Tuesday, August 01, 2006

Memories of Lebanon

I lived in Beirut in the early months of 2004, and took the time to learn a little bit about their war history. It's somewhat complicated, but I'll do my best to sum it up, from what I know.

Lebanon is the historic point where the Crusaders started crossing into Islamic territory. Where religions met and mingled and sometimes fought. Thus, there are Sunnis, Shiites, Catholics, Jews, Druze, other Christian sects and more. No one group has a majority.

Several Palestinian refugee camps dotted the southern province of Lebanon in the 1970's and before. With the rise of the Palestinian Liberation Organisation, which became based in the Beirut, Lebanon became a breeding ground for their uprising. Naturally, some of the sects sympathised, others were neutral, yet others sided with Israel. When the PLO began their intifada, Lebanon's weak cross-religion alliances cracked. The military took different sides, split apart into militias, and Lebanon broke into all out civil war. Christians fighting Christians, Muslims fighting Muslims. It was a mess.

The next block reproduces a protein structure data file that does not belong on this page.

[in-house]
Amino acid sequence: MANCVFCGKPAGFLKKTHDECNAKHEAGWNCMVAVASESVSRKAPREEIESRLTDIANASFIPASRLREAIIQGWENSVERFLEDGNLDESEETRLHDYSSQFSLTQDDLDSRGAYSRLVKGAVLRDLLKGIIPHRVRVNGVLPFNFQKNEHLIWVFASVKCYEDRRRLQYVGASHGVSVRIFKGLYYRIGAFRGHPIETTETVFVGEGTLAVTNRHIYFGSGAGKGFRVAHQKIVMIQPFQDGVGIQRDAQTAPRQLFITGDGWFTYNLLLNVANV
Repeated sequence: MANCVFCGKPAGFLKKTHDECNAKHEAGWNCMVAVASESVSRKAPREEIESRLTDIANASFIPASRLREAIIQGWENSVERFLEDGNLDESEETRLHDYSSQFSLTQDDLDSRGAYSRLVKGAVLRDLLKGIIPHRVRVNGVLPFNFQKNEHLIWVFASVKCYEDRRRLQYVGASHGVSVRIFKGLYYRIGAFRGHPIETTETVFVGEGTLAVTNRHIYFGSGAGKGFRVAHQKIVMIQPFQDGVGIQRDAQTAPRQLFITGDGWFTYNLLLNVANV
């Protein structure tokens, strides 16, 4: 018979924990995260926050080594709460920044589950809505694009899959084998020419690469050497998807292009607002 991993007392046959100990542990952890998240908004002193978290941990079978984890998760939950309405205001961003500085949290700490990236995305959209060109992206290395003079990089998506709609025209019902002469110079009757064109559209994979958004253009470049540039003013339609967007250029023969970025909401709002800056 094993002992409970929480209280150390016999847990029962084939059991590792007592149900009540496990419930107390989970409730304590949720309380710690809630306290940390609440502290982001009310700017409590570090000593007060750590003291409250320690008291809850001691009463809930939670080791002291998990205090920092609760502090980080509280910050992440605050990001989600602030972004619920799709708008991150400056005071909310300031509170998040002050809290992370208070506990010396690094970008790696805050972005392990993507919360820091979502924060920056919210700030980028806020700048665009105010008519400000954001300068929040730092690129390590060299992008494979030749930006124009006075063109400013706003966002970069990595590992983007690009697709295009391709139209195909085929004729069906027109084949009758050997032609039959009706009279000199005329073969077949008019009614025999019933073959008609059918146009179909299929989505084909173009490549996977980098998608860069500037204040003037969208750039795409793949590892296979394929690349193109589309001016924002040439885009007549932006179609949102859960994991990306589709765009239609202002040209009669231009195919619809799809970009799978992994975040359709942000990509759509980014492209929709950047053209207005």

Then there were foreign forces, namely Syria, who wanted to arm sympathetic Lebanese factions and Palestinian forces to punish Israel. (Syria got creamed by Israel in the 1967 war.)

Anyway, a ceasefire was eventually declared in the nineties. Beiruit was rebuilt, the Paris of the Middle East was reborn. On my first night out in Beiruit there was a music festival. Revillers walked down the street, drinking, laughing. Beautiful women, and I mean stunning, wore stylettos matching their purses, and swaggered from bar to bar.

On weekends, I'd drive south, down to where small patches of beach were turned into chic bars with swimming pools and thousands of sun seekers sprawled out on towels. Loud dance music pumped over the speakers and eight dollar cocktails were sold at the shiny marble and mirror bars.
Lebanon was a party! Religious divides meant nothing when it came to having fun.

This current war bothers me for one reason. Most Lebanese want nothing to do with it. It's Hezbollah and their impossible to achieve ideology - destroy Isreal. Hezbollah started this current round of violence. Most certainly with the express consent, if not authorisation of, Syria and Iran.

But what neither they, nor Isreal who has counter attacked with incredible force seem to care about are the other 80% of Lebanese people who want nothing to do with this war. They are the ones I feel sorry for. It's not Israel or Hezbollah's forces I worry about beating each other to a pulp. It's the different factions of Lebanon's fractured society and their inclination toward all out civil war that scares me the most.

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